Sunderland football fanzine firm in line for award

Richy Duggan and Emma Crow from the Hendon Young People's Project  with Mal Robinson (centre) of the  73Fanzine magazine

Richy Duggan and Emma Crow from the Hendon Young People's Project with Mal Robinson (centre) of the 73Fanzine magazine

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SUNDERLAND fanzine publisher Media73 is up for the cup.

The firm, which publishes retro football magazines for Sunderland, Glasgow Rangers and England, has been shortlisted for its innovative approach to publishing in the National Media Pioneer Awards.

Media73 takes a unique approach with guest editors and special publications.

Editor-in-chief Mal Robinson said: “Media73 Ltd was formed in January 2011 to handle business transactions for what was, back then, a hobby of writing and producing a retro football magazine for Sunderland AFC, entitled Seventy3, the year of the club’s famous FA Cup win.

“Fast forward a little over two years and the business now has one full-time role, two directors, one investor, a writing team of 20-plus, a sales team of 30-plus, a weekly reach of 20,000 in social media circles and four magazines to its portfolio, with the promise of more expansion.”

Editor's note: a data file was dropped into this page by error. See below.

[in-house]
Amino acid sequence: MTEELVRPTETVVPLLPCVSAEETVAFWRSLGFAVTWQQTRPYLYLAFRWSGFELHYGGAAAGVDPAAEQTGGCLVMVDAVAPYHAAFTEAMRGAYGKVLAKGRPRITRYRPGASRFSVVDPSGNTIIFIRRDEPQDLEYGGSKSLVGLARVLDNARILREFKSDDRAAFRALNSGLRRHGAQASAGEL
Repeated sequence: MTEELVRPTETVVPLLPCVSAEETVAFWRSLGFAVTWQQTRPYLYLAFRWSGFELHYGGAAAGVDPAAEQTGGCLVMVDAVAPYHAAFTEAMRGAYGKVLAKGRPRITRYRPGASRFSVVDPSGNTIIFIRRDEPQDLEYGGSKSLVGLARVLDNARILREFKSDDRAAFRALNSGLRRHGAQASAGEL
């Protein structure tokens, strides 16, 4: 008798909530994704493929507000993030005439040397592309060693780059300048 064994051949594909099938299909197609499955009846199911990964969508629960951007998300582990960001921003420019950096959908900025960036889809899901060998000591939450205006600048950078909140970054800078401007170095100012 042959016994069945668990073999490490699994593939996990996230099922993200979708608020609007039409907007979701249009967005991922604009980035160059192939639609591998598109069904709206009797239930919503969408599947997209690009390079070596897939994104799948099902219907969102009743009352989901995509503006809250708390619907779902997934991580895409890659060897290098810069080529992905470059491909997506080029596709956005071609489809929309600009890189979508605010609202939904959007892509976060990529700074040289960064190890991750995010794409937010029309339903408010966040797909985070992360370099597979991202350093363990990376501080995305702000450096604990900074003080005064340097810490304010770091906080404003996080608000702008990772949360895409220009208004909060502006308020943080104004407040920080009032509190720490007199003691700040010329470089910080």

This season alone has witnessed the company produce two world firsts. Issue 9 not only included a pull-out section dedicated to Sunderland’s previous cup win, complete with rebranding to Thirty7, it also featured a posthumous guest editor, complete with signature.

Record goalscorer Bobby Gurney had written a series of notes on his time at the club in 1990, which were edited and adapted by Mal to create a new interview.

The success of Seventy2 north of the border brought about the second of Media73’s world firsts.

“With a number of requests to produce magazines in the same formats for other clubs and other sports, we produced Twenty13: The League Cup Final Magazine in a space of two weeks with two people on the project team,” said Mal.

Twenty13, produced for the final between Bradford City and Swansea City, followed the guest editor format, with the magazine split in half with two front covers, one for each team. “It became the world’s first football fanzine produced solely for a cup final, featuring both sides of the final.”